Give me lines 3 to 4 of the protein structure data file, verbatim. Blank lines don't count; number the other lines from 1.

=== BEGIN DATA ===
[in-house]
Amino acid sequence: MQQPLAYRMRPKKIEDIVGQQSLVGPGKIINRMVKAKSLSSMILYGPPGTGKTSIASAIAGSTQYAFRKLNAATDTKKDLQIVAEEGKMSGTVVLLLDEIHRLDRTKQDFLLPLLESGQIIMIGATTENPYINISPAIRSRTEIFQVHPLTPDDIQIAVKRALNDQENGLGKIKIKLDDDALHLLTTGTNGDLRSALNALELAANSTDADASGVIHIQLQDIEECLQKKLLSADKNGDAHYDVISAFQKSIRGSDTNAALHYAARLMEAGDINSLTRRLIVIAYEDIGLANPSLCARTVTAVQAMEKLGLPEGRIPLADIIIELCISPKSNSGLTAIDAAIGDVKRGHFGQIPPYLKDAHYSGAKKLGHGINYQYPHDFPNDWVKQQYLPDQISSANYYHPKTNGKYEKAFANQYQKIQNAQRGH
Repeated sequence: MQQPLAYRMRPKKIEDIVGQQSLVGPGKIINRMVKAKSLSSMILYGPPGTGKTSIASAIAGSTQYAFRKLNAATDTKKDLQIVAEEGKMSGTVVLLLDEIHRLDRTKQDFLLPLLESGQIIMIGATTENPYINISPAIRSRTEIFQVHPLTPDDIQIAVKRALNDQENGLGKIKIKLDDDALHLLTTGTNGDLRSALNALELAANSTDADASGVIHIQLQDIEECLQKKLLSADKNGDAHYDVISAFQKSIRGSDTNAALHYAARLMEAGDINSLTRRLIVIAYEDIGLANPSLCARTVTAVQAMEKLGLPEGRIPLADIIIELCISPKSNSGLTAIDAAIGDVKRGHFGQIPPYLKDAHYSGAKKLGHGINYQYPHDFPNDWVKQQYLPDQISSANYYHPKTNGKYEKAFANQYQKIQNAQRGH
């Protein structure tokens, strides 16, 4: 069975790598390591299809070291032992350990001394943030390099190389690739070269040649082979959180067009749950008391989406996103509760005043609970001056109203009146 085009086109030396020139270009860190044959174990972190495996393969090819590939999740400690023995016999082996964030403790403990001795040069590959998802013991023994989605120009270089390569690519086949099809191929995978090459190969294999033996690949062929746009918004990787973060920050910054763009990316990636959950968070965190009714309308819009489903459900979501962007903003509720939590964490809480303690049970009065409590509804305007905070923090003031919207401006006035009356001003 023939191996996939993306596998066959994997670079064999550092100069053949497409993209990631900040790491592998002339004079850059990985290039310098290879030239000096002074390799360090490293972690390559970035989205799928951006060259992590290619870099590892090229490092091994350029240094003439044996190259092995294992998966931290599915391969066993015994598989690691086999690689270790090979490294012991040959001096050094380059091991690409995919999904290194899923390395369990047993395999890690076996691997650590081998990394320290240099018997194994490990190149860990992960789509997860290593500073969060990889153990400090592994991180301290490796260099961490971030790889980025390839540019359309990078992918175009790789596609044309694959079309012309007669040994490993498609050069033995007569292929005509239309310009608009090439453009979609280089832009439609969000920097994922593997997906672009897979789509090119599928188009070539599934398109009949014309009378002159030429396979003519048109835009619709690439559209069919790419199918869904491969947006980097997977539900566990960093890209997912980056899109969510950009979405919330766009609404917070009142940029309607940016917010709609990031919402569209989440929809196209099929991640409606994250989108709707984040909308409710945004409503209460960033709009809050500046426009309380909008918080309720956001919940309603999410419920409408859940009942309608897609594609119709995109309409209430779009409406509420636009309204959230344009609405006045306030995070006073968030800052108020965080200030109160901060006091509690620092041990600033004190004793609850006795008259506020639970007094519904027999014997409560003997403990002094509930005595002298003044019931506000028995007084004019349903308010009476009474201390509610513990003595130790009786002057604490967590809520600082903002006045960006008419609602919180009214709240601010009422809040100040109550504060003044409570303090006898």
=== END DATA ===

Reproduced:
Repeated sequence: MQQPLAYRMRPKKIEDIVGQQSLVGPGKIINRMVKAKSLSSMILYGPPGTGKTSIASAIAGSTQYAFRKLNAATDTKKDLQIVAEEGKMSGTVVLLLDEIHRLDRTKQDFLLPLLESGQIIMIGATTENPYINISPAIRSRTEIFQVHPLTPDDIQIAVKRALNDQENGLGKIKIKLDDDALHLLTTGTNGDLRSALNALELAANSTDADASGVIHIQLQDIEECLQKKLLSADKNGDAHYDVISAFQKSIRGSDTNAALHYAARLMEAGDINSLTRRLIVIAYEDIGLANPSLCARTVTAVQAMEKLGLPEGRIPLADIIIELCISPKSNSGLTAIDAAIGDVKRGHFGQIPPYLKDAHYSGAKKLGHGINYQYPHDFPNDWVKQQYLPDQISSANYYHPKTNGKYEKAFANQYQKIQNAQRGH
């Protein structure tokens, strides 16, 4: 069975790598390591299809070291032992350990001394943030390099190389690739070269040649082979959180067009749950008391989406996103509760005043609970001056109203009146 085009086109030396020139270009860190044959174990972190495996393969090819590939999740400690023995016999082996964030403790403990001795040069590959998802013991023994989605120009270089390569690519086949099809191929995978090459190969294999033996690949062929746009918004990787973060920050910054763009990316990636959950968070965190009714309308819009489903459900979501962007903003509720939590964490809480303690049970009065409590509804305007905070923090003031919207401006006035009356001003 023939191996996939993306596998066959994997670079064999550092100069053949497409993209990631900040790491592998002339004079850059990985290039310098290879030239000096002074390799360090490293972690390559970035989205799928951006060259992590290619870099590892090229490092091994350029240094003439044996190259092995294992998966931290599915391969066993015994598989690691086999690689270790090979490294012991040959001096050094380059091991690409995919999904290194899923390395369990047993395999890690076996691997650590081998990394320290240099018997194994490990190149860990992960789509997860290593500073969060990889153990400090592994991180301290490796260099961490971030790889980025390839540019359309990078992918175009790789596609044309694959079309012309007669040994490993498609050069033995007569292929005509239309310009608009090439453009979609280089832009439609969000920097994922593997997906672009897979789509090119599928188009070539599934398109009949014309009378002159030429396979003519048109835009619709690439559209069919790419199918869904491969947006980097997977539900566990960093890209997912980056899109969510950009979405919330766009609404917070009142940029309607940016917010709609990031919402569209989440929809196209099929991640409606994250989108709707984040909308409710945004409503209460960033709009809050500046426009309380909008918080309720956001919940309603999410419920409408859940009942309608897609594609119709995109309409209430779009409406509420636009309204959230344009609405006045306030995070006073968030800052108020965080200030109160901060006091509690620092041990600033004190004793609850006795008259506020639970007094519904027999014997409560003997403990002094509930005595002298003044019931506000028995007084004019349903308010009476009474201390509610513990003595130790009786002057604490967590809520600082903002006045960006008419609602919180009214709240601010009422809040100040109550504060003044409570303090006898």